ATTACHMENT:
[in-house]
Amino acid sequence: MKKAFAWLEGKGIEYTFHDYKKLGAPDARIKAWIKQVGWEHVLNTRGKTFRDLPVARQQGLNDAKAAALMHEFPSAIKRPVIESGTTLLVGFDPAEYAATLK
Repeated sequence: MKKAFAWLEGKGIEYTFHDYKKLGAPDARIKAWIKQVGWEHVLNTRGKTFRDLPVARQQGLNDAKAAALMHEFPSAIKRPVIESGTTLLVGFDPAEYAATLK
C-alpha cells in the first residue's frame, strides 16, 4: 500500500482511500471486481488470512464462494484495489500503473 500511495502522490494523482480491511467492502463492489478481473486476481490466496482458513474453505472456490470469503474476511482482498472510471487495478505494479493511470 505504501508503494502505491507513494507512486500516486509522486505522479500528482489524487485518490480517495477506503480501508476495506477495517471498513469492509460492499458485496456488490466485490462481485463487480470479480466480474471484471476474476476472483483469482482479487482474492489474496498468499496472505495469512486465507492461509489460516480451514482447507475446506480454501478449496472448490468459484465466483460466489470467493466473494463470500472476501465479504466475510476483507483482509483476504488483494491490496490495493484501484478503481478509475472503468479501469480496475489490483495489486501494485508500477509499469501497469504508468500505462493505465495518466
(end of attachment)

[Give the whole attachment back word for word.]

[in-house]
Amino acid sequence: MKKAFAWLEGKGIEYTFHDYKKLGAPDARIKAWIKQVGWEHVLNTRGKTFRDLPVARQQGLNDAKAAALMHEFPSAIKRPVIESGTTLLVGFDPAEYAATLK
Repeated sequence: MKKAFAWLEGKGIEYTFHDYKKLGAPDARIKAWIKQVGWEHVLNTRGKTFRDLPVARQQGLNDAKAAALMHEFPSAIKRPVIESGTTLLVGFDPAEYAATLK
C-alpha cells in the first residue's frame, strides 16, 4: 500500500482511500471486481488470512464462494484495489500503473 500511495502522490494523482480491511467492502463492489478481473486476481490466496482458513474453505472456490470469503474476511482482498472510471487495478505494479493511470 505504501508503494502505491507513494507512486500516486509522486505522479500528482489524487485518490480517495477506503480501508476495506477495517471498513469492509460492499458485496456488490466485490462481485463487480470479480466480474471484471476474476476472483483469482482479487482474492489474496498468499496472505495469512486465507492461509489460516480451514482447507475446506480454501478449496472448490468459484465466483460466489470467493466473494463470500472476501465479504466475510476483507483482509483476504488483494491490496490495493484501484478503481478509475472503468479501469480496475489490483495489486501494485508500477509499469501497469504508468500505462493505465495518466